Seton-LaSalle grad an 'impact' player at Washington & Jefferson
College Football Videos
Megan Kelly ended the 2013 lacrosse season — and her collegiate career — as one of the top players in the Washington & Jefferson College women's lacrosse program.
The Seton-LaSalle graduate ranked third on the squad in goals (22), points (24) and shots (50). However, perhaps even more impactful than her on-field performance was the psychological role she played in forming the team chemistry.
“She had a great presence in the locker room, and an ability to keep things light in the locker room,” Tracy Couyne, W&J's head coach, said. “She's so hilarious. She's funny. She's so spur of the moment.”
Coyne recounted a story from a game this season, when W&J scored a series of goals in a game and, in the middle of the field, Kelly began shouting quotes from one of the AT&T commercials featuring the serious businessman and circle of quirky little kids.
“She started saying, ‘We want more, we want more,'” said the coach. “It was hysterical, and we all knew what she meant.
“It helped to keep everyone at ease. She's such a pleasure to work with. She just has a really great attitude, and is a total team player.”
Kelly, a South Park native, said she embraced that role.
“My role on our team was a lot of moral support. I'm the team goofball,” she said. “Some people on the team say that I was a ray of sunshine when they'd come to lacrosse. More than putting up points on the board, I could brighten people's day.
“When someone is having a bad day, I'm always trying to look on the bright side.”
That light-hearted attitude did not mean she took lacrosse lightly. Far from it, according to Coyne.
“She has intensity and a high standard for herself,” she said.
While the team went 4-10 overall this season, Kelly played a key role in those four wins and in keeping the team close in other games.
“She's really great around the crease,” Coyne said. “She has natural instincts around the crease, and is very good and setting her teammates up, settling things down ... she has a great shot. She has natural attacking instincts, and she didn't force it when it wasn't there.”
Coyne was in her first season at W&J last year, after coaching stops at Notre Dame, Roanoke College and Dennison University. She wishes she would have had more time to work with Kelly.
“If I had the chance to work with her a little longer, she would have been an even more significant contributor,” Coyne said.
Now that the season has ended, W&J and Kelly have parted ways. While Kelly will miss playing for the Lady Presidents, she believes the program is headed in the right direction under Coyne.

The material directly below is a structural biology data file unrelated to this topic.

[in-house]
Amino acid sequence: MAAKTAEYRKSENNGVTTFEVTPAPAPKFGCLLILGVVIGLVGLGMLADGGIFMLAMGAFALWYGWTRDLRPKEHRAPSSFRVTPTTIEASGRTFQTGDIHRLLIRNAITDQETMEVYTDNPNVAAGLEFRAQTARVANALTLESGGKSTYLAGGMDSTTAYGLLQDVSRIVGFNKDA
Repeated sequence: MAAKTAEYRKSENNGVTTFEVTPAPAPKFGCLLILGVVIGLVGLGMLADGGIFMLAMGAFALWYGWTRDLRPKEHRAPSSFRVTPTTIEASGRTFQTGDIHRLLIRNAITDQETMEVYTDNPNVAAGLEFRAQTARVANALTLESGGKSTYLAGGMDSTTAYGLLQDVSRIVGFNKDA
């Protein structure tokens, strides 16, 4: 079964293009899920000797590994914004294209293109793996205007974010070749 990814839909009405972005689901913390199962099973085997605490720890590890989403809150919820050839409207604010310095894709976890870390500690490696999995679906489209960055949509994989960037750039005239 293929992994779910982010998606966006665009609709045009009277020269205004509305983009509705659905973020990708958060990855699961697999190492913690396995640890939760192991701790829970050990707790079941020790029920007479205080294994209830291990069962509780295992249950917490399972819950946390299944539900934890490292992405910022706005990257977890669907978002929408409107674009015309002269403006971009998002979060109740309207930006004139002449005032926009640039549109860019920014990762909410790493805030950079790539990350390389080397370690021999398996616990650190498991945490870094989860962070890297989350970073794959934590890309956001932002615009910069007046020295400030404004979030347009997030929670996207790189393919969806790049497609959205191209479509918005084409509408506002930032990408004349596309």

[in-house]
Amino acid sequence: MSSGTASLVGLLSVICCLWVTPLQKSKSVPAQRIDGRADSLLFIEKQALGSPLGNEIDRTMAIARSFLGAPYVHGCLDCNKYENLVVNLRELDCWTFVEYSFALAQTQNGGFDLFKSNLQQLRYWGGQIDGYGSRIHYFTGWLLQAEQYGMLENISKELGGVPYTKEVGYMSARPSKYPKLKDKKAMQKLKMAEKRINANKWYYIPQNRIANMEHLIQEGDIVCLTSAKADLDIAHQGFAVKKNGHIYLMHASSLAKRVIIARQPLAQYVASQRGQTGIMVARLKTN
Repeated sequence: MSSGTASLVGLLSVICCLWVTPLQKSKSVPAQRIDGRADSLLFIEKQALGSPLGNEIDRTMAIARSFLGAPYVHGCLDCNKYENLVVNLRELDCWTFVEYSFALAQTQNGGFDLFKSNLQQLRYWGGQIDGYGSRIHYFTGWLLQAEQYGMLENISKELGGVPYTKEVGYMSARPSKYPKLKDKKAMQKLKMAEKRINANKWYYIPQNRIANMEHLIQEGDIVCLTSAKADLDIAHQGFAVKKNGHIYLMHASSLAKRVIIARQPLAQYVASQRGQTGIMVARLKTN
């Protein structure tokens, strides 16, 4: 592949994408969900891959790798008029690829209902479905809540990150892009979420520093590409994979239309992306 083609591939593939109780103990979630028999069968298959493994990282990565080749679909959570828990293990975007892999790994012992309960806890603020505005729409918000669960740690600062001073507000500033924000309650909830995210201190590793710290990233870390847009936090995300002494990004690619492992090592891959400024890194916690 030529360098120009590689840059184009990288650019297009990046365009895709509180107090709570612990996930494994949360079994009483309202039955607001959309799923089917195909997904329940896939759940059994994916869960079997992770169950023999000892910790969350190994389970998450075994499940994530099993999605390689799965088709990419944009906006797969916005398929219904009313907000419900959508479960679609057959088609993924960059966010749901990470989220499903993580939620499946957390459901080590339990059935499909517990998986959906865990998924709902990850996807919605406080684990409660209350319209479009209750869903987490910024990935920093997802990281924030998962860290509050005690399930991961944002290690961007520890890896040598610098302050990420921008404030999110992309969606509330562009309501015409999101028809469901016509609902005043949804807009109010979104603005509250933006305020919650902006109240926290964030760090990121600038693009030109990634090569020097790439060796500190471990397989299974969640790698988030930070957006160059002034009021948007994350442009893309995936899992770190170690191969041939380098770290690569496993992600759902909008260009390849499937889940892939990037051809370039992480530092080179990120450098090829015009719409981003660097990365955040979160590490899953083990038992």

“I definitely think there are good things ahead for W&J lacrosse,” she said. “They have a great coach, and there will be some great players coming in.”
Coyne attributed the sluggish record in 2013 to a limited number of players on the team, a problem she plans to address.
“I think the seniors, including Megan, have laid a great foundation for the future here,” she said. “I think W&J women's lacrosse is a hidden gem.”
As for Kelly, she graduated from W&J with a degree in psychology, and is applying to graduate schools' physician assistant programs.
She may play in recreational lacrosse leagues in the future, but her focus now is on her career. Coyne is confident she'll be successful there, too.
“She's a very caring person,” Coyne said. “She makes an impression on people, and I think that will translate to her patients and the families of her patients.
“I think she will be successful in whatever she does.”
Brian Knavish is a freelance writer.
Show commenting policy
TribLive commenting policy
You are solely responsible for your comments and by using TribLive.com you agree to our Terms of Service.
We moderate comments. Our goal is to provide substantive commentary for a general readership. By screening submissions, we provide a space where readers can share intelligent and informed commentary that enhances the quality of our news and information.
While most comments will be posted if they are on-topic and not abusive, moderating decisions are subjective. We will make them as carefully and consistently as we can. Because of the volume of reader comments, we cannot review individual moderation decisions with readers.
We value thoughtful comments representing a range of views that make their point quickly and politely. We make an effort to protect discussions from repeated comments either by the same reader or different readers.
We follow the same standards for taste as the daily newspaper. A few things we won't tolerate: personal attacks, obscenity, vulgarity, profanity (including expletives and letters followed by dashes), commercial promotion, impersonations, incoherence, proselytizing and SHOUTING. Don't include URLs to Web sites.
We do not edit comments. They are either approved or deleted. We reserve the right to edit a comment that is quoted or excerpted in an article. In this case, we may fix spelling and punctuation.
We welcome strong opinions and criticism of our work, but we don't want comments to become bogged down with discussions of our policies and we will moderate accordingly.
We appreciate it when readers and people quoted in articles or blog posts point out errors of fact or emphasis and will investigate all assertions. But these suggestions should be sent via e-mail. To avoid distracting other readers, we won't publish comments that suggest a correction. Instead, corrections will be made in a blog post or in an article.